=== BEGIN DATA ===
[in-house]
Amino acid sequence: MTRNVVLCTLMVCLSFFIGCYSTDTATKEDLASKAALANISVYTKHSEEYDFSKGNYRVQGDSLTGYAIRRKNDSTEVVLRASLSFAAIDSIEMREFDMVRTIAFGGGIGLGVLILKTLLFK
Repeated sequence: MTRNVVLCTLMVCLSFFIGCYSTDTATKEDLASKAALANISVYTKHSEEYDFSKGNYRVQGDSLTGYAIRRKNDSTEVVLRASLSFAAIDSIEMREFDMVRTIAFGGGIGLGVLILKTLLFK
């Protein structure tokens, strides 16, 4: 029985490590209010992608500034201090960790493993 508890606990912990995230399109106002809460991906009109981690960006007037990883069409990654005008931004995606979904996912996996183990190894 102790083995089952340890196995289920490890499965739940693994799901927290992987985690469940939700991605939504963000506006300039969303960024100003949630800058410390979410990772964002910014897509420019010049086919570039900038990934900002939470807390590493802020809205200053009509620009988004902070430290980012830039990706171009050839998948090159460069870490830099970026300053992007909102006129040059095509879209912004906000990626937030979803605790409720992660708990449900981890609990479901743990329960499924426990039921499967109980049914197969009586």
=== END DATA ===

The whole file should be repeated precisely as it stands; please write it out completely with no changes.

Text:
[in-house]
Amino acid sequence: MTRNVVLCTLMVCLSFFIGCYSTDTATKEDLASKAALANISVYTKHSEEYDFSKGNYRVQGDSLTGYAIRRKNDSTEVVLRASLSFAAIDSIEMREFDMVRTIAFGGGIGLGVLILKTLLFK
Repeated sequence: MTRNVVLCTLMVCLSFFIGCYSTDTATKEDLASKAALANISVYTKHSEEYDFSKGNYRVQGDSLTGYAIRRKNDSTEVVLRASLSFAAIDSIEMREFDMVRTIAFGGGIGLGVLILKTLLFK
């Protein structure tokens, strides 16, 4: 029985490590209010992608500034201090960790493993 508890606990912990995230399109106002809460991906009109981690960006007037990883069409990654005008931004995606979904996912996996183990190894 102790083995089952340890196995289920490890499965739940693994799901927290992987985690469940939700991605939504963000506006300039969303960024100003949630800058410390979410990772964002910014897509420019010049086919570039900038990934900002939470807390590493802020809205200053009509620009988004902070430290980012830039990706171009050839998948090159460069870490830099970026300053992007909102006129040059095509879209912004906000990626937030979803605790409720992660708990449900981890609990479901743990329960499924426990039921499967109980049914197969009586």